It’s been four years since the Mariners have swept a four-game series against anyone, much less a division leader that showed up for the weekend packing MLB’s fourth-best record after a seven-game winning streak. But after Sunday afternoon’s 9-4 wallop of the Baltimore Orioles (box), the rare deed was done and it was time to light up a cigarette and talk about it.
“It’s big anytime, especially against a team like that,” said LF Seth Smith, who contributed his career-first grand slam and had home runs in each of the four wins over the O’s.
“We asked them to pick up their intensity a little bit,” said manager Scott Servais, who seemed to out-maneuver his long-tenured Orioles’ counterpart, Buck Showalter.
“There was a game in Detroit that really was bad with the energy,” said 3B Kyle Seager. “It’s completely turned around.”
That game likely was a desultory 8-7, 12-inning flop June 20, part of six-game losing streak in a 2-8 road trip. After that grimness, anyone who was envisioning a pending sweep of the AL East leaders should hustle down to Las Vegas before the pharmaceuticals wear off.
But here it is, midseason, and the Mariners are 43-39, tied for second in the AL West. They’re still more than a week behind the division-leading Texas Rangers. But they remain engaged in the wild-card pursuit and, for the moment, they have contributions flowing from nearly everywhere.
Even the cheerleading.
“Leonys Martin has great energy, always on the top stop of the dugout,” Seager said. “You get the other guys, playing and not playing, staying right there, being active in the game, cheering, pulling for each other a little bit harder.
“It’s a long season. You get tired, you get lulls. but you look at the good teams, there’s a different energy about them.”
After 31 runs that included 10 home runs in the series, the Mariners, in terms of energy production, looked like Grand Coulee Dam. Especially in the eighth inning of an outcome still in the balance with the Mariners leading 6-4.
With one out, 2B Robinson Cano singled. DH Nelson Cruz doubled. Seager doubled. 1B Adam Lind doubled. Three runs were in, and the Orioles sought to get out of town on the nearest Saturn V rocket booster.
The Orioles were a little stunned.
“Sometimes you are going to run into it,” said Orioles RF Mark Trumbo, a Mariner last season. “I don’t think anybody would have matched up very well with them this series.”
The series wasn’t necessarily a freak, because the Mariners began the season 28-18. Then a passel of injuries knocked them from the lead and their emerging swagger. With a 7-2 home stand concluded, it’s possible to see a restoration of the earlier competence.
Then again, another key injury, and the slide can renew.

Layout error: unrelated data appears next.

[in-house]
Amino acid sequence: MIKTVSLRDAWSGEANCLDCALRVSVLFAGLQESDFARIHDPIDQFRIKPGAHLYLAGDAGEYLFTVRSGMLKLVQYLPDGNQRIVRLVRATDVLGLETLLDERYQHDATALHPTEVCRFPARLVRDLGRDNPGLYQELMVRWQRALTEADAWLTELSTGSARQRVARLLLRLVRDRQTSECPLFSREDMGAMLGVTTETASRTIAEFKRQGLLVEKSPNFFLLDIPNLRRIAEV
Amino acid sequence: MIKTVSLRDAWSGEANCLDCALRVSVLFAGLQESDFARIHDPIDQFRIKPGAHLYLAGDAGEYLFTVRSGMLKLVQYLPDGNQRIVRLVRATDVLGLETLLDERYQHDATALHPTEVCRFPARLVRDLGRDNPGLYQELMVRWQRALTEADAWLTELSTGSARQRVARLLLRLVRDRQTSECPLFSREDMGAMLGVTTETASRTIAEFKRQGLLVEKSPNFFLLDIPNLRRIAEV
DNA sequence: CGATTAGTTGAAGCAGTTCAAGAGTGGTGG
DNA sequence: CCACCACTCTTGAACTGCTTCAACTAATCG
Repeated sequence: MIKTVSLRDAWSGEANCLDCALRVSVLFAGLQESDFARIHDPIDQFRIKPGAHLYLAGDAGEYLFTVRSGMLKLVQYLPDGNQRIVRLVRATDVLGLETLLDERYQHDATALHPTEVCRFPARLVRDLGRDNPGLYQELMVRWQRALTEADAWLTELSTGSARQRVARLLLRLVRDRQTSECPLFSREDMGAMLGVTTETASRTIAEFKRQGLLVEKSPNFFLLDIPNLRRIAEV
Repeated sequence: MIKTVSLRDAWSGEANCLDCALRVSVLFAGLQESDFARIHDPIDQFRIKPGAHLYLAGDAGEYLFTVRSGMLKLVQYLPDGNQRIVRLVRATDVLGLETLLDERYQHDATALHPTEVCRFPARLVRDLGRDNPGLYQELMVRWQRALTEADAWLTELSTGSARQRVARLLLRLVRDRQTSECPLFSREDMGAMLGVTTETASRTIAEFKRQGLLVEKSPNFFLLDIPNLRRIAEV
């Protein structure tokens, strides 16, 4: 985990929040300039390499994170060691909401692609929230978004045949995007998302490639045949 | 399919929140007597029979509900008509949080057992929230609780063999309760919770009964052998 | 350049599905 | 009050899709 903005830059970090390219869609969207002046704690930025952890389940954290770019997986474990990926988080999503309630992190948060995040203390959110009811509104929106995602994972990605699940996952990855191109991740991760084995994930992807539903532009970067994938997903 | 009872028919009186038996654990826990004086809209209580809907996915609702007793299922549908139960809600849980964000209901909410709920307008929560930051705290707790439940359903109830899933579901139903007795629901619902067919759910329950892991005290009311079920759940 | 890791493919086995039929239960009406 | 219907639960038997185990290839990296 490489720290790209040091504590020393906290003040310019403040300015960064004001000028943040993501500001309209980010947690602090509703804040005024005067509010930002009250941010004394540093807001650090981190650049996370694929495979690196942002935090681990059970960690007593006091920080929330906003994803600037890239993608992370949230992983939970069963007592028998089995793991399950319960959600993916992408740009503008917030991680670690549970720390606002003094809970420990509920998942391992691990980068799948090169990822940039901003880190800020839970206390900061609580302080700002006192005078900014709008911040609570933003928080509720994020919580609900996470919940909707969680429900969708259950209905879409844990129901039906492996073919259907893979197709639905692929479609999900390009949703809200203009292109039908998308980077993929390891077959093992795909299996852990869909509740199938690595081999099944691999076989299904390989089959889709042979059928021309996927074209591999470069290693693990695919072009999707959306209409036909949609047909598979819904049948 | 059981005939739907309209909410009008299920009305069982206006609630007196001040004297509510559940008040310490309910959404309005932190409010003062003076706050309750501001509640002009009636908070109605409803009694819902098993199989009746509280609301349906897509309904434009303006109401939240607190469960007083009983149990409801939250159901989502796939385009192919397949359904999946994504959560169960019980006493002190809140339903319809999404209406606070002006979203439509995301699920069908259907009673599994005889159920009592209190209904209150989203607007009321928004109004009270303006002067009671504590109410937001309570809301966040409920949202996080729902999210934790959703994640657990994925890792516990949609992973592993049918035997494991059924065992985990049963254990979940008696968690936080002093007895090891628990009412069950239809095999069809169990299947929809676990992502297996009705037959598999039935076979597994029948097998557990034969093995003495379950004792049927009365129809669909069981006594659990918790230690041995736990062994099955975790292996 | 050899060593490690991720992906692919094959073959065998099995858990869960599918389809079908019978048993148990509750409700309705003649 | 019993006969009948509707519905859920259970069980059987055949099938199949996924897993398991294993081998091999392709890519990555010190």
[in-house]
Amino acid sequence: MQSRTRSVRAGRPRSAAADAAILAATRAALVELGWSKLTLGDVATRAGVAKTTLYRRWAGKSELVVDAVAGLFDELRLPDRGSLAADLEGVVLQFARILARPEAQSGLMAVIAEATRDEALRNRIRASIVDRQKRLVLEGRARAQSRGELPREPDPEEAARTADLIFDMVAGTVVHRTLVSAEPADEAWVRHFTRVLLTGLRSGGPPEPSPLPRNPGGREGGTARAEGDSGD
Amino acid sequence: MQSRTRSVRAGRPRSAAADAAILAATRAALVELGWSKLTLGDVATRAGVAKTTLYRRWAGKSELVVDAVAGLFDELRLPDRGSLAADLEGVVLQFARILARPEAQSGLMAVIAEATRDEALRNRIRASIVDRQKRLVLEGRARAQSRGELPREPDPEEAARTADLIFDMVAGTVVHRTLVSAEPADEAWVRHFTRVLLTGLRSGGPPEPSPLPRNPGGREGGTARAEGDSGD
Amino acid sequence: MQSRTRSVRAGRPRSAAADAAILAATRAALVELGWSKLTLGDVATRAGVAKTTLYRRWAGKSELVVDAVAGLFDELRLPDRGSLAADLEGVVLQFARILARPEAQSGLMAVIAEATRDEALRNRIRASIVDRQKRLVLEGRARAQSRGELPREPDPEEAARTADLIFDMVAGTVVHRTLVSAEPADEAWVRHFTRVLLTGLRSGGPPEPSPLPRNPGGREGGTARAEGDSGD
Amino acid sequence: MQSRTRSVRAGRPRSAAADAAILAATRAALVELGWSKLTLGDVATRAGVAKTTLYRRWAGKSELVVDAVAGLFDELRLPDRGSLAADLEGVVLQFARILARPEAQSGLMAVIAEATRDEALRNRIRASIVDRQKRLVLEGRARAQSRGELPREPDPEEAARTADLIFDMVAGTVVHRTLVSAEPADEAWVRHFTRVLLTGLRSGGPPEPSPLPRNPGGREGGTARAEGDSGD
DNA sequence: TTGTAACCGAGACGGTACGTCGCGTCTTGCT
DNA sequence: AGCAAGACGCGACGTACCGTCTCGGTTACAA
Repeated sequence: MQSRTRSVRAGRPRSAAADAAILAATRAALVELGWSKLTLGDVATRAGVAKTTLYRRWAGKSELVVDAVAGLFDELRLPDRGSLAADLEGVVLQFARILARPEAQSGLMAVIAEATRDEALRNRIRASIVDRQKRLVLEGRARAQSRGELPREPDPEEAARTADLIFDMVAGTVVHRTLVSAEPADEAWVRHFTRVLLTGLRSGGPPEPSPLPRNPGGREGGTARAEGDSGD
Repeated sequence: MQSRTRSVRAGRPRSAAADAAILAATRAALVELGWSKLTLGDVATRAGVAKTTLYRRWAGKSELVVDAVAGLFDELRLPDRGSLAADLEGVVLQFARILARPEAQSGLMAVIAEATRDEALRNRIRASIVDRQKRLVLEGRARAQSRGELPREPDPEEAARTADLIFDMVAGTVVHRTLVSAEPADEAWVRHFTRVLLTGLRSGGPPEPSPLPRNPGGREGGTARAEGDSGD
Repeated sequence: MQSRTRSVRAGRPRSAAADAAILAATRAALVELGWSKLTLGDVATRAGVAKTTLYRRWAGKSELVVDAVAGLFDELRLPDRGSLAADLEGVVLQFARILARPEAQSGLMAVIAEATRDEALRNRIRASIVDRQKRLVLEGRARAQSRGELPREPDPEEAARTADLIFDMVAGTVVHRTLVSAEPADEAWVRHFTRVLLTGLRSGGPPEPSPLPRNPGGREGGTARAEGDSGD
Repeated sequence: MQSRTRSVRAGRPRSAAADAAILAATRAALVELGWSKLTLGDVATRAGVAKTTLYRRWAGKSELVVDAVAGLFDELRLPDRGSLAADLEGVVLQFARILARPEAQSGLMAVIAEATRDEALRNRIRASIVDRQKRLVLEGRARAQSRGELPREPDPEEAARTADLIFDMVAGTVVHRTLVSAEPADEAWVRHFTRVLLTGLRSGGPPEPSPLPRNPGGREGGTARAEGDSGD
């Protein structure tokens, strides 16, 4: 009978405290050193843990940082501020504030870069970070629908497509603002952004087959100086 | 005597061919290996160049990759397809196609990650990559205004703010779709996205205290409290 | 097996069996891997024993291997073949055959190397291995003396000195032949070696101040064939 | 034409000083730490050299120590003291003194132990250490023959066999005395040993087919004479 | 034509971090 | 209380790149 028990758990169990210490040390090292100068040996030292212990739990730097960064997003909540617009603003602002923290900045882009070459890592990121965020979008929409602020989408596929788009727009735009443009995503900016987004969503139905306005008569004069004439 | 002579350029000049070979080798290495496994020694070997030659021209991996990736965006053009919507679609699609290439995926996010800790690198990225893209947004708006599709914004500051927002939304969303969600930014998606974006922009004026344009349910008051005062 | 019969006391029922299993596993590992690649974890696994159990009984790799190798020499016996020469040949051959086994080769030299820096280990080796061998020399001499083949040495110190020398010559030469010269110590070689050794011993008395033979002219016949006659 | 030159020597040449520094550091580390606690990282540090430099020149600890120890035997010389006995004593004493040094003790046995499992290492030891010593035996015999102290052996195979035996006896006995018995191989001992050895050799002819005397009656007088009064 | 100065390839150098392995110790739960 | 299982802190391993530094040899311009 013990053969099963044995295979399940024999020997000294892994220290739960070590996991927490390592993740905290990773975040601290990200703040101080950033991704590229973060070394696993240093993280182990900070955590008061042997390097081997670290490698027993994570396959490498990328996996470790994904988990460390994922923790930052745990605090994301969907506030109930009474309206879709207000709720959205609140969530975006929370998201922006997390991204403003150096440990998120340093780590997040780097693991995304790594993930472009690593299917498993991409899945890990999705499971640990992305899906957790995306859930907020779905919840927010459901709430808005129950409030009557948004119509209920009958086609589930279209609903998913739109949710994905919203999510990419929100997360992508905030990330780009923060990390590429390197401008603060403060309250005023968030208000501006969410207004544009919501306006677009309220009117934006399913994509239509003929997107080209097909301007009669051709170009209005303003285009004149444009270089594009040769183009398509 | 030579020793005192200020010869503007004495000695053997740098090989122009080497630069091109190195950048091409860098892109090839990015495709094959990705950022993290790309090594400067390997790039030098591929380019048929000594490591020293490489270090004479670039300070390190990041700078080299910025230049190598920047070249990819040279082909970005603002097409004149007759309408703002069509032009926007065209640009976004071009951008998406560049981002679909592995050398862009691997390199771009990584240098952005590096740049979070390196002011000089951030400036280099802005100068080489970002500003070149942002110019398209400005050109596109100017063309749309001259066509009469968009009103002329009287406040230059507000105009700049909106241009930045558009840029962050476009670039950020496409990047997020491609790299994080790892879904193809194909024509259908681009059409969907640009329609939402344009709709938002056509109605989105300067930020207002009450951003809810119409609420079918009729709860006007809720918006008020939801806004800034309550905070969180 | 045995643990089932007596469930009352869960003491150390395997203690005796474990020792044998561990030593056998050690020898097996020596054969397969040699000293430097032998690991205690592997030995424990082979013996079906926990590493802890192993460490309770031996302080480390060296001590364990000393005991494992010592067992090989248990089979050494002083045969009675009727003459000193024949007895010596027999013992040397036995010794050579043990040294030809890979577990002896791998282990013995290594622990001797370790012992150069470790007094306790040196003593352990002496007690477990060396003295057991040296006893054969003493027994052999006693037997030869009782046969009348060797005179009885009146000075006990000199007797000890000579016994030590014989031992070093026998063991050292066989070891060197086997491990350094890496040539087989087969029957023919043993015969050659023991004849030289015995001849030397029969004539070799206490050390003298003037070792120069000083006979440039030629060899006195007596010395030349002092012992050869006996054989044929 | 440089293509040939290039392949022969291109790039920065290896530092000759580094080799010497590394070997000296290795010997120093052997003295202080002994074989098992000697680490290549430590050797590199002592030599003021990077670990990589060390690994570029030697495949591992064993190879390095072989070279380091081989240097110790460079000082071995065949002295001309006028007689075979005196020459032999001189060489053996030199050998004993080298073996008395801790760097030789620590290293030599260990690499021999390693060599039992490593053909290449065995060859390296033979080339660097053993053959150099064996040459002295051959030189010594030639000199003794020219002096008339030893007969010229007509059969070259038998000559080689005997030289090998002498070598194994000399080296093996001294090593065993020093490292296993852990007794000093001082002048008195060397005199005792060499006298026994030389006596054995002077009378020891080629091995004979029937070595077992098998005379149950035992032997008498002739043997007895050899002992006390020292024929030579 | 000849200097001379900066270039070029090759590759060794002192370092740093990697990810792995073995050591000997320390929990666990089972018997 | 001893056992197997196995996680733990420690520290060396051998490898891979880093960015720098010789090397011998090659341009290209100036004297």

In the first year of new general manager Jerry Dipoto’s remake, he put together a starting nine that was at least major league average, populated with enough mid-career veterans on the opening-day, 25-man roster to be MLB’s oldest team, and in the middle of the payroll standings at $140 million.
There was little depth on the roster or in the minors. Dipoto so far has been adroit with his spackling blade, filling holes on the mound from the farm with James Paxton and rookie Edwin Diaz. He fetched veteran reliever Tom Wilhelmsen from the consignment store.
Then for one game, he appeared to be a Stephen Hawking-level genius for returning a fully developed catcher, Mike Zunino, from AAA to a two-homer debut Saturday in a 12-6 triumph. But you know what is said about sample sizes . . .
It is all well and good for Seager to emphasize the emotional uptick, apparently spawned at a team meeting after an odious 8-1 loss to Pittsburgh Wednesday. But it remains a game of talent, and the Mariners still don’t have a starting rotation that can be counted on to give three good outings every five games.
Even the normally reliable Hisashi Iwakuma was knocked around Sunday, giving up 10 hits among his 78 pitches. Erstwhile starter Nathan Karns has been demoted to the pen, Wade Miley has been shaky, and Taijuan Walker has a sore foot that may linger longer than any previous injury he’s experienced.
Maintaining success must come in some small part from reliance upon the veteran arm of Wade LeBlanc, a 31-year-old AAA farmhand acquired from Toronto whom Dipoto knew from the days when both were with the Angels.
After acquiring him via trade, LeBlanc has given up two earned runs in 12 innings in the fashion of former Mariners hero Jamie Moyer, who tossed pillows and marshmallows at awkward times and places, whereupon batters corkscrewed themselves into the ground with overwrought swings.
“Baltimore came in here really hot,” Servais said. “And when we’re locked in and everybody’s engaged and doing their job, we’re pretty good.”
Whether all this is sustainable, no one knows. But 31,405 at Safeco Field Sunday will tell you it is amusing as hell. For anyone taking a look beyond the walls of Safeco to the wide world, a haven for amusement is good.